The Vinyl Dialogues Blog

Stories behind memorable albums of the 1970s as told by the artists

Tag: Brewer and Shipley

From Bob to Bruce: The Best Concerts of 2016

There are many aspects that make a good concert experience. Primarily of course, is the music. How does the artist and the band sound? Is what I’m hearing on stage like what I hear on the vinyl?

Maybe we all have different criteria, though. I am particularly fond of hearing an artist sing the hits live. I want see and hear Hall & Oates sing “She’s Gone” and “Sara Smile”; I want to see and hear Brian Wilson sing “Surfer Girl”; I want to personally witness Elton John sing “Rocket Man”; I want to be in the stadium and experience “Born to Run” by Bruce Springsteen.

As a music writer, there are several other aspects of a concert that add to the experience for me. Oftentimes, I interview the artist and write a story for my media group advancing the show. Was the interview a pleasant experience and did I … Read more

‘One Toke Over the Line’ meets the Lawrence Welk Show again . . . 45 years later

In their stage show, Michael Brewer and Tom Shipley are fond of telling audiences that they’re the only guys on the planet – “and probably in the universe” – who have written a song that has been performed both on the Lawrence Welk Show and by the late Jerry Garcia of the Grateful Dead.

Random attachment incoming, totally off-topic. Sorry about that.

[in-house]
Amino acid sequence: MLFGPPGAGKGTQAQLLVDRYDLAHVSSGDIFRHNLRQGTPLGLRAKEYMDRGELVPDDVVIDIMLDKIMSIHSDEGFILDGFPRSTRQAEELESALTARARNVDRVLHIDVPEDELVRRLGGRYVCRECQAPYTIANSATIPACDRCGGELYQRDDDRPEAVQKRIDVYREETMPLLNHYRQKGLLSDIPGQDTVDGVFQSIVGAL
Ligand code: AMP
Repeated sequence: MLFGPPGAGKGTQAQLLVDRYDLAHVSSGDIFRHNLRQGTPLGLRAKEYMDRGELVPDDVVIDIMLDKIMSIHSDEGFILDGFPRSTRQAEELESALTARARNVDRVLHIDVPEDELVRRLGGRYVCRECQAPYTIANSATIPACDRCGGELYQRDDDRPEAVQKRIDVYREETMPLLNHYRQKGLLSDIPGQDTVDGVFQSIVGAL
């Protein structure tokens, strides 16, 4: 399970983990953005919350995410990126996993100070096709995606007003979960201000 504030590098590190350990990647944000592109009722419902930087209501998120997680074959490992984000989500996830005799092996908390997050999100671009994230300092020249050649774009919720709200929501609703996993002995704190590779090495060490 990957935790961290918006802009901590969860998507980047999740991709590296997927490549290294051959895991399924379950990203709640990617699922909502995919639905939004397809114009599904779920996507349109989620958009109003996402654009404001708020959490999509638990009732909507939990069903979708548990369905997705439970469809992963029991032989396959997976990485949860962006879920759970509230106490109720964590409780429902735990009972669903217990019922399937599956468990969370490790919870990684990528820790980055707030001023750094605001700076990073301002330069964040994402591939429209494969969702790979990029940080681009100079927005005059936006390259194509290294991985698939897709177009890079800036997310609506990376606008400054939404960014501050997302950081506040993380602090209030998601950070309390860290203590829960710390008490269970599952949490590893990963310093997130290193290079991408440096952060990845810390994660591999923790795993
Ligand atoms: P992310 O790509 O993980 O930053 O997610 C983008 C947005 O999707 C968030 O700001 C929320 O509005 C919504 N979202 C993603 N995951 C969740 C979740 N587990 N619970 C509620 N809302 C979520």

That song, “One Toke Over the Line,” first recorded by Brewer and Shipley in 1970 and featured on the duo’s third studio album “Tarkio,” became an interesting and unique bit of pop culture. It got the attention of the Nixon administration, which labeled the singer-songwriters subversives to American youth because the song contained a drug reference in its lyrics.

But because it was a hit single, the song also attracted the attention of Lawrence Welk, who liked to feature popular songs of the day sung by Welk Musical Family singers on his weekly television show. In … Read more

Search for elusive vinyl ends with a deflating ‘Conrad’ moment

One of the enjoyable aspects of starting a vinyl collection well into adulthood is the thrill of the hunt. That is, as long as some jamoke named Conrad doesn’t mess up the experience.

I like to go to the various used records stores in my part of the world – suburban Philadelphia – and spend some time rummaging through the endless discount bins for certain albums. Usually, I’m looking for an album that I’m writing about, either one that appeared in The Vinyl Dialogues or one that’s going to be featured in The Vinyl Dialogues Volume II.

It’s a relaxing way to kill and hour or two on the weekend, if one has the patience – as well as a good back and legs – to stand there and sift through album after album looking for that buried treasure.

On my most recent excursion, I was searching for the 1973 … Read more

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